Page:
Lovely, lovely. Since Diana of Wales and Adam of Down Under lived in separate centuries – and the time machine, to the best of my knowledge, wasn’t yet invented – I can say with some degree of confidence that Diana and Adam never met. But they had something tragic in common: Both died before reaching their 40s. They also shared something magical. Both left lasting legacies by inspiring kindness and fortitude in those of us who continue to read their words.

Postscript: This week I was invited to be a guest blogger on fellow writer Lisa Tabachnick Hotta’s Kids and Mental Health blog. Of course, I wrote about good deeds. Think there’s a connection? Naturally! Check it out here.

Aren’t these amazing? They’re my favourite tulips out of all those blooming in my garden right now. By the way, this photo has nothing whatsoever to do with today’s post. I just thought I’d add a little extra lift today.

The Newest Care Bear

My teacher friend Nadia put me on to a pretty picture book about making the world a better place through good deeds. “It’s so simply written, and the message is huge!” she wrote to me. So of course I had to see a copy for myself, and looked forward to the arrival of Jack the Bear in the mail. It was a sweet read. Vancouver author and illustrator Christina Leist uses her animal characters, with some beautiful drawings made on recycled paper shopping bags, to convey to kids the power of a small act of kindness.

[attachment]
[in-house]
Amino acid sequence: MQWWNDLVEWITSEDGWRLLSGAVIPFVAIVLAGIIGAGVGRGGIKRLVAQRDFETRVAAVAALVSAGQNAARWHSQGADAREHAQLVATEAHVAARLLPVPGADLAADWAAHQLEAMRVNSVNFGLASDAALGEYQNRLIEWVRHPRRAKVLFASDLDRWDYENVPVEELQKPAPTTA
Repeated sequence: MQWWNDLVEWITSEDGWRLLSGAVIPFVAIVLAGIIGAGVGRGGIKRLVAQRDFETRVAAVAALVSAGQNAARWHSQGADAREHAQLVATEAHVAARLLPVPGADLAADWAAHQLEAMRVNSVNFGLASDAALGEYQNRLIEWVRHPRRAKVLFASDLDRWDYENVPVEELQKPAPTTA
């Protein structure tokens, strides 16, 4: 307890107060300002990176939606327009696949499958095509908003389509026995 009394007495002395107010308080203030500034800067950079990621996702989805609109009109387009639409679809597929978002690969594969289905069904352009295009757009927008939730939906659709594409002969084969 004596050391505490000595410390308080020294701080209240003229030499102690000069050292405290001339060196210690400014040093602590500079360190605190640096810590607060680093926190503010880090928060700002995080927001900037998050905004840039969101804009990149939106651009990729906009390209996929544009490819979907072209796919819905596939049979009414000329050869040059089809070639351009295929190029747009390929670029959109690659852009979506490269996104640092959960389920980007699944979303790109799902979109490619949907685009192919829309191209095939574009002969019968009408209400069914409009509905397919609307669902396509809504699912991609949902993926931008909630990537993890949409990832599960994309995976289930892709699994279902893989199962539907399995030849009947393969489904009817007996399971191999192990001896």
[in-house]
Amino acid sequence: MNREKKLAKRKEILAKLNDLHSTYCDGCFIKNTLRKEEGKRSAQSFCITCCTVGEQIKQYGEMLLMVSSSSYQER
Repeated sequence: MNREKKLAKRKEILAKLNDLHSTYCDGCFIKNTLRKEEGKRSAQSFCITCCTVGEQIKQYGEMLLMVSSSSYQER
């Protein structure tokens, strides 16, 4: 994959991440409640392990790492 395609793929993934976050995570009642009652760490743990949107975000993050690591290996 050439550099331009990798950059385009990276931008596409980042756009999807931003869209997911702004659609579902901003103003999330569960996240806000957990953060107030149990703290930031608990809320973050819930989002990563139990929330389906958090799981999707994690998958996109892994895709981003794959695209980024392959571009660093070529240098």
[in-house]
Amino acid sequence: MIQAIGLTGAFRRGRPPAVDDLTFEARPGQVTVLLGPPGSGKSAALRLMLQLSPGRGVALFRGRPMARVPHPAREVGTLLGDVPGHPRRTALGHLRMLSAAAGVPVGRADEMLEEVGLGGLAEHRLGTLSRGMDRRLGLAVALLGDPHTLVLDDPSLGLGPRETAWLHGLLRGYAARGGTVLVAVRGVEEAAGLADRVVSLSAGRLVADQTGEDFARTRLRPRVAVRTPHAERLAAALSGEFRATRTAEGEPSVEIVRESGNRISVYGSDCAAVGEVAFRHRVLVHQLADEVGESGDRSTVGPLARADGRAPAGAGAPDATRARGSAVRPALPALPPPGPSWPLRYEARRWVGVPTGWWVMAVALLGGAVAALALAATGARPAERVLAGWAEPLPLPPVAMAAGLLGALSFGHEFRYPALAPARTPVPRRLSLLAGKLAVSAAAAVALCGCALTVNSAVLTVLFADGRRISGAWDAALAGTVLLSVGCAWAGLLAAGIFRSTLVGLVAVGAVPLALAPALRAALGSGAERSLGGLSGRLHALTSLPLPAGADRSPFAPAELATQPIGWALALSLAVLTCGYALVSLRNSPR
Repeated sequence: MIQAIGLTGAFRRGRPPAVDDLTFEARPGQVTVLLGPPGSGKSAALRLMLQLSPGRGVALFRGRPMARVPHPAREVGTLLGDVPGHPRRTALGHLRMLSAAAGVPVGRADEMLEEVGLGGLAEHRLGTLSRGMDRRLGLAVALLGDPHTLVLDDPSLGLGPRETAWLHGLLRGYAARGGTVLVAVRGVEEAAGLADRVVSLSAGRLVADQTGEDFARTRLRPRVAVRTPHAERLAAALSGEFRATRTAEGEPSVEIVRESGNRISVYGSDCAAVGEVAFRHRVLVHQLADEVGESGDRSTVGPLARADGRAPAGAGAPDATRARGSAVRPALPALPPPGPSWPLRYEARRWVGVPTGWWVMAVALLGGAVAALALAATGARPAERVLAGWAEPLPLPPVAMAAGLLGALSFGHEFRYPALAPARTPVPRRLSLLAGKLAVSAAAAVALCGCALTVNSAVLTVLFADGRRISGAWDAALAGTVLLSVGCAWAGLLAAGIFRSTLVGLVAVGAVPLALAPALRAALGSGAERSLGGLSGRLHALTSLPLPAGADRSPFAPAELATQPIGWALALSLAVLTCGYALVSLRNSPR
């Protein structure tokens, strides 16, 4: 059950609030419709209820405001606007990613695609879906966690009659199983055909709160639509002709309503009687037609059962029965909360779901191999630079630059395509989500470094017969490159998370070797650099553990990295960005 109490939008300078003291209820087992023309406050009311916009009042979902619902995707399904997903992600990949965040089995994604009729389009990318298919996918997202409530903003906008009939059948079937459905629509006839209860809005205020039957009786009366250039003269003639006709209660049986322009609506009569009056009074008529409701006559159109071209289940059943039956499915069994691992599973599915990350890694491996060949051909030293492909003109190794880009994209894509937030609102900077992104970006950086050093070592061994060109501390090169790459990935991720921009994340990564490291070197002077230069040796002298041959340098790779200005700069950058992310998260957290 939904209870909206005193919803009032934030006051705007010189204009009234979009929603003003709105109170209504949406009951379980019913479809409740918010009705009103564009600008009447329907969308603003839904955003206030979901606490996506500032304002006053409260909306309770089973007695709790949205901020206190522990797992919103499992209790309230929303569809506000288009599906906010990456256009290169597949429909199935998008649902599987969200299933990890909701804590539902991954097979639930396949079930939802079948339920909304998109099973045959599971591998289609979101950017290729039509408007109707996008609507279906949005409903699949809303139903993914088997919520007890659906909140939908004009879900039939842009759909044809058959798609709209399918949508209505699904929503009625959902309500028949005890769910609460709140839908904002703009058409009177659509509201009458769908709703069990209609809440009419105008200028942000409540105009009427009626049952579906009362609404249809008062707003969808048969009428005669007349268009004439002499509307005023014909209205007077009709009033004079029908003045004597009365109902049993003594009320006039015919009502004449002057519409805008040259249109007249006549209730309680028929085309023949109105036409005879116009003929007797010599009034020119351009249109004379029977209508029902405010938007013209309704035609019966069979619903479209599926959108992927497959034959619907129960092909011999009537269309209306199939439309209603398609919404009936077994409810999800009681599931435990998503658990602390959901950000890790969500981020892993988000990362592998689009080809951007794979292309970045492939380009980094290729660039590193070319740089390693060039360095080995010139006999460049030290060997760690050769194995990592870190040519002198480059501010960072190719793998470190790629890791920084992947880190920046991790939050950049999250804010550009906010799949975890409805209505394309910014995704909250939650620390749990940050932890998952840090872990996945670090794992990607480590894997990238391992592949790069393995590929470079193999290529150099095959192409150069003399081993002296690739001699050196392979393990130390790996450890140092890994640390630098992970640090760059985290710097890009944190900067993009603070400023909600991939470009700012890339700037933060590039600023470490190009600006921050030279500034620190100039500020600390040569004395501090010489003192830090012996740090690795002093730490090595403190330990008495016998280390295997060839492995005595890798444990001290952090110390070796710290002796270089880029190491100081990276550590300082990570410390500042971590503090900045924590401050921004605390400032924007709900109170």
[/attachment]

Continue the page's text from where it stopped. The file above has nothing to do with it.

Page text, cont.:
What made her an ambassador for the cause? “When I first came to Vancouver – I am originally from Germany – I was impressed by how nice people were to me,” Christina says. “Cars were stopping for me when I wanted to cross the street, people were apologizing.” (Yep, sounds to me like she found her way to Canada.) How did that motivate her? “I felt respected and cared for as a fellow human being. I wanted to belong to this group of people that made me feel so good, and I started to do the same for other people.”

That’s that chain of kindness we keep obsessing about.

And she decided to write a book for tiny tots. “I want to let the little ones know how simple manifesting positive change can be, that they have an important and powerful tool and never need to feel powerless.”

Christina adds that upcycling used shopping bags for her artwork is another way she sets an example: It doesn’t take much to change the world. Jack the Bear has been shortlisted for the Ontario Blue Spruce Award and the ForeWord Magazine Book of the Year award.

So if you’re looking for reading material for the small people in your life, you may make a mighty impression with this little book.

Jack the Bear book cover